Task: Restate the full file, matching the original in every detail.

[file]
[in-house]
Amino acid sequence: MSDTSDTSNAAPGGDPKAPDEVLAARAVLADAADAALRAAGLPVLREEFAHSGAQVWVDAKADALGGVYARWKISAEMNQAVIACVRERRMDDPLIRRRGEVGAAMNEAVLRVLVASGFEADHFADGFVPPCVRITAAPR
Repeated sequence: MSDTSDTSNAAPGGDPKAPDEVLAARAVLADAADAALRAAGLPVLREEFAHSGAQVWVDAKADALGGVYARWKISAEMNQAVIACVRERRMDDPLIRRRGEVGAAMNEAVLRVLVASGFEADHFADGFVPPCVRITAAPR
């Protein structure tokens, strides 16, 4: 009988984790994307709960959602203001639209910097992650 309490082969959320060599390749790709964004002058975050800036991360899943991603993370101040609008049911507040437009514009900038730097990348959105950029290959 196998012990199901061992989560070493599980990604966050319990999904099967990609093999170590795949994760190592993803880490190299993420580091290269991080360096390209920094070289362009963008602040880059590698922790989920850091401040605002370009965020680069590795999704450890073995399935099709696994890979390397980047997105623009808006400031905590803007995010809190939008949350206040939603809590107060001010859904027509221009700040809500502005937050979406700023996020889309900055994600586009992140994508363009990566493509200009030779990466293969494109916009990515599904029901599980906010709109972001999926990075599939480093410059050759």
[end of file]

[in-house]
Amino acid sequence: MSDTSDTSNAAPGGDPKAPDEVLAARAVLADAADAALRAAGLPVLREEFAHSGAQVWVDAKADALGGVYARWKISAEMNQAVIACVRERRMDDPLIRRRGEVGAAMNEAVLRVLVASGFEADHFADGFVPPCVRITAAPR
Repeated sequence: MSDTSDTSNAAPGGDPKAPDEVLAARAVLADAADAALRAAGLPVLREEFAHSGAQVWVDAKADALGGVYARWKISAEMNQAVIACVRERRMDDPLIRRRGEVGAAMNEAVLRVLVASGFEADHFADGFVPPCVRITAAPR
């Protein structure tokens, strides 16, 4: 009988984790994307709960959602203001639209910097992650 309490082969959320060599390749790709964004002058975050800036991360899943991603993370101040609008049911507040437009514009900038730097990348959105950029290959 196998012990199901061992989560070493599980990604966050319990999904099967990609093999170590795949994760190592993803880490190299993420580091290269991080360096390209920094070289362009963008602040880059590698922790989920850091401040605002370009965020680069590795999704450890073995399935099709696994890979390397980047997105623009808006400031905590803007995010809190939008949350206040939603809590107060001010859904027509221009700040809500502005937050979406700023996020889309900055994600586009992140994508363009990566493509200009030779990466293969494109916009990515599904029901599980906010709109972001999926990075599939480093410059050759």